Kyeh thought this was worth mentioning said8
So back in April I had a discussion with @tinamarie1974 and @chienfou about Ryobi batteries (I have a new-to-me battery powered little Ryobi lawnmower.) I misplaced the battery, then found it, but decided I should get more to swap out since one isn’t powerful enough to do my whole yard without recharging it.
I went online to Home Despot and it just happens to be “Ryobi Days” so I was able to get 2 sets of batteries BOGO! Woohoo!
- 6 comments, 13 replies
The little lawnmower is really impressing me, too - it’s only 13" wide but it powers through my tall weeds almost as well as my big old diehard corded electric Black & Decker.
Sweet…going to home depot dot com now…
@tinamarie1974 Did you get anything?
@Kyeh I DID. I was wanting to get a different trimmer anyway, so now I added the blower for free with batteries!!
What all did you get?
Cool! I got that same battery pack that you got, plus some extra batteries:
@tinamarie1974 And now I’m wondering why I didn’t try to just get two of the pack you got, to have an extra charger? I mean, maybe you have to get something different but it didn’t occur to me to try getting two of the same thing. Oh well. I already have chargers from the weed wacker and the lawnmower so I guess that’s enough.
@Kyeh i am sure you will be fine. I already have two or three chargers and three or four batteries. That said, extra does not hurt
my ryobi stuff is in the 40V family. i find when i start to need a new battery, i just buy another tool with a battery. it seems to be much more cost effective.
i just got a new weed whacker, so much nicer than ‘last decade’s model’.
just checked $189 for a battery, or $149 for the weed eater with a battery. go figure!
/image crazy math
/giphy crazy math
/youtube crazy math
/eightball crazy math?
Don’t count on it
That is crazy! But !
At some point, if you keep acquiring more capabilities with shared batteries across the tools, you reach a stage of adaptation to a cordless tool ecosystem where it becomes difficult to justify buying Yet Another unit that includes a charger and a battery (or several). The Big Bag Of Batteries is, in itself, a chore to keep at RTU charge levels. I’ve even gotten to the point where I don’t charge a battery with two or more bars showing (out of four) because I’ve got so much surplus capacity.
And yes, mine are Ryobi, of the 18V persuasion.
@werehatrack I have a couple of Skil tools that I like (bought on @narfcake’s recommendation ) and then the Ryobi garden stuff; the weed wacker because it was on sale and seemed kind of light, and the mower because it was in an online auction; just lucky that they’re the same brand. I guess I could keep the “house tools” Skil and the “yard tools” Ryobi. I think I like having 2 options because I can take advantage of different sales, maybe.
@Kyeh @werehatrack My yard tools are Black and Decker, house/garage tools are Skil. Except that I got adapters for the Black and Decker batteries to go onto my old 18V Porter Cable tools, so the yard tool batteries can go into the garage tools too.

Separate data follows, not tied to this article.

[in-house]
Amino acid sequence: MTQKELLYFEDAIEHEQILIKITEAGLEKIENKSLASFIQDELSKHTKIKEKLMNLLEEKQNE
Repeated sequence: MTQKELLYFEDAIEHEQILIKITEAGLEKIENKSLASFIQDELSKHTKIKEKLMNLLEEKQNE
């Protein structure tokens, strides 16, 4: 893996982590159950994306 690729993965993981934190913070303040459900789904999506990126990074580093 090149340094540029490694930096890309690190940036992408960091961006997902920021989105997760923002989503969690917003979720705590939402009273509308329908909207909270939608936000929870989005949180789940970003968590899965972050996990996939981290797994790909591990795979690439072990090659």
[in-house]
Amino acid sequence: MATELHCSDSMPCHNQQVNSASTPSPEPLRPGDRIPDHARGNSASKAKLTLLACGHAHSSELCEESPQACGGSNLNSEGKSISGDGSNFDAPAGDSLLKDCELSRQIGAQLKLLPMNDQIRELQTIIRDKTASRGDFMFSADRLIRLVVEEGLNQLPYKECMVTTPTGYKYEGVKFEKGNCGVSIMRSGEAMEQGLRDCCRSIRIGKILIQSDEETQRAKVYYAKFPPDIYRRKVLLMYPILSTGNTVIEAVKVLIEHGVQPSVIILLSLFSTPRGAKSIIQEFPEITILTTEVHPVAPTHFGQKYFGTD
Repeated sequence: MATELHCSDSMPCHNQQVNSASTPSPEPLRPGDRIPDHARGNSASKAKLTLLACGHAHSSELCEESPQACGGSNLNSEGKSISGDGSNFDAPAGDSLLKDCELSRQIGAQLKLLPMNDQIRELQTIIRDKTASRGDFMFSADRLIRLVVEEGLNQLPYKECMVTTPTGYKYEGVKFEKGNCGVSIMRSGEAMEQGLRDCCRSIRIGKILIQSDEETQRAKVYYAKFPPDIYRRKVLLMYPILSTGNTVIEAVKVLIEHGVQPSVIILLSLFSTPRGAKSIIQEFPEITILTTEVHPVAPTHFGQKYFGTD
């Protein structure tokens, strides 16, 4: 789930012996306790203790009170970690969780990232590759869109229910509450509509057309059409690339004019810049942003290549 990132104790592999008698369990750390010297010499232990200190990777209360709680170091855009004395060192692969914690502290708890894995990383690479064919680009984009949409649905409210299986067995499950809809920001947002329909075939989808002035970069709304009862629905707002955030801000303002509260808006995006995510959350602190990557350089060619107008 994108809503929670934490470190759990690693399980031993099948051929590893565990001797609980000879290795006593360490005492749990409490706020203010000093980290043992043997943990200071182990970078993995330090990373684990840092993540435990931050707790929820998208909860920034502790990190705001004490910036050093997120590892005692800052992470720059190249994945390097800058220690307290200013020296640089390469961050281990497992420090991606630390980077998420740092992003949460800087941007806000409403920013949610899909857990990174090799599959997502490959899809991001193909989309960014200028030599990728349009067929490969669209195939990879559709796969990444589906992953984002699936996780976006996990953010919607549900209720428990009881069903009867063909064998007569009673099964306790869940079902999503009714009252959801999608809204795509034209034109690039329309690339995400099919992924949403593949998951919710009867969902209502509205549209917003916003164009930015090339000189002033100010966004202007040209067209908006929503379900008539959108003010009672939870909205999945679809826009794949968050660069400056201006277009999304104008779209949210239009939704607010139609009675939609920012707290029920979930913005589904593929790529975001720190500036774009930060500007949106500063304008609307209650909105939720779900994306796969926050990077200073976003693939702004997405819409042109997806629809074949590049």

Also the wet/dry vac is a Greenworks 40V and indoor vac is a Dyson 21.6V.
@narfcake @werehatrack Oh, yeah - I now have a Shark cordless vacuum thanks to Meh, so that’s a 3rd battery type.
Does Ryobi make a good drill? I am really digging their lithium battery and not having to charge a drill a day in advance in order to use it.
@njfan Multiple good drills. It just depends in what you want to do. The brushless compact HP is excellent if you want small physical size for intermittent medium- torque tasks, and the bruskless HP hammer drill rocks where size is less critical. The kit drills in the multi-tool sets are mostly not shabby.
@njfan I would say yes. Used them to bulid a deck a few years ago and had no issues.
@tinamarie1974 @werehatrack thank you both. I may pick one up on your recommendations.
@njfan A drill that gets the job done, doesn’t eat batteries, has good torque when it’s needed, yes. But the construction feels less than stellar. They’re not high quality. I wouldn’t guarantee that it would work in a high tempo construction type environment. But for someone who uses a drill every once in a while around the house, it’s a fantastic, low cost option.
My first drill was a Makita and I can’t use anything else now. The quality is top of the line and the feel when you pull the trigger is perfect. If you are going to be using it every day I would absolutely go with something higher end. Ryobi is to Makita what a metal folding chair is to a La-z-boy.
I think that’s a bit of a stretch. I had a Makita for a few years until I went to get a new battery for it and found that the F#$^$#s had changed the battery design and I couldn’t find one. (this was probably 25 years ago.)
I am still using the original (refurb I might add) blue Ryobi one plus drill that came with the starter kit I bought about 20 years ago. The Ni-Cad batteries are long gone, but the Lithiums are exactly the same design and therefore still fit that drill. It has been my go to drill for all that time, though I now have a second (green) one that I bought since it was a bit smaller and therefore useful in tight cabinet-building spaces. While I am not (currently) using my Ryobi tools in a professional capacity, I would say they are more akin to a comparison between a Yeti Cooler and an Orca. I have used them to build the better part of 1200 sq feet of additions to my house, multiple decks, a pool house, shops, and tons of assorted projects around the house over the years. They are not Dewalts, but they are still pretty damn good for the “prosumer” market.
Of course, as with any opinion, YMMV.